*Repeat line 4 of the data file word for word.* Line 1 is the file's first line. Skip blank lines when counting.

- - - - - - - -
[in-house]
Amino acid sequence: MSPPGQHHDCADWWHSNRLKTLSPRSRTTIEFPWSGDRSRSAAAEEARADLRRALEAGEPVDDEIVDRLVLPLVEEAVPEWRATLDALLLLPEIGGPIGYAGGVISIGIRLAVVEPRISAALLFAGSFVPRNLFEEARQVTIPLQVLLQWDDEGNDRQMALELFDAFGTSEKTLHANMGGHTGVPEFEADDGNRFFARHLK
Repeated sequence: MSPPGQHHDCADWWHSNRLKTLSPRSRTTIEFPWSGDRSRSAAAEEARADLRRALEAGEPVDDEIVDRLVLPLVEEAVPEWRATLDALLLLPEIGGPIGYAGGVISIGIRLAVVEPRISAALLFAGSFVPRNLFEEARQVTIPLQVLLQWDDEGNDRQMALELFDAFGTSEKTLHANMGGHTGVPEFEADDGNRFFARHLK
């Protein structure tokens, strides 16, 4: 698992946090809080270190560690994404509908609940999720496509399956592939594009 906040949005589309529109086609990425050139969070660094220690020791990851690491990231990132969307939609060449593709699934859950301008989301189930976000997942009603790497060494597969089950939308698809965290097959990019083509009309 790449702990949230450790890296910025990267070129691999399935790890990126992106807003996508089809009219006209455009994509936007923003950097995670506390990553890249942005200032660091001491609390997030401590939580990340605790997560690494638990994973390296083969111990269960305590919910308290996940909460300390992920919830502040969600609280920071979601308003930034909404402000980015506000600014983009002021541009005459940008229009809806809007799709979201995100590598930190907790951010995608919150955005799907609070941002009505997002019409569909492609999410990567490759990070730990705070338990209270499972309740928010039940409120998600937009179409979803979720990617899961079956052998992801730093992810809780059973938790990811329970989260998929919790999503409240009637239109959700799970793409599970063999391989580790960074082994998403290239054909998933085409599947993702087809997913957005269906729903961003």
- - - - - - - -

């Protein structure tokens, strides 16, 4: 698992946090809080270190560690994404509908609940999720496509399956592939594009 906040949005589309529109086609990425050139969070660094220690020791990851690491990231990132969307939609060449593709699934859950301008989301189930976000997942009603790497060494597969089950939308698809965290097959990019083509009309 790449702990949230450790890296910025990267070129691999399935790890990126992106807003996508089809009219006209455009994509936007923003950097995670506390990553890249942005200032660091001491609390997030401590939580990340605790997560690494638990994973390296083969111990269960305590919910308290996940909460300390992920919830502040969600609280920071979601308003930034909404402000980015506000600014983009002021541009005459940008229009809806809007799709979201995100590598930190907790951010995608919150955005799907609070941002009505997002019409569909492609999410990567490759990070730990705070338990209270499972309740928010039940409120998600937009179409979803979720990617899961079956052998992801730093992810809780059973938790990811329970989260998929919790999503409240009637239109959700799970793409599970063999391989580790960074082994998403290239054909998933085409599947993702087809997913957005269906729903961003």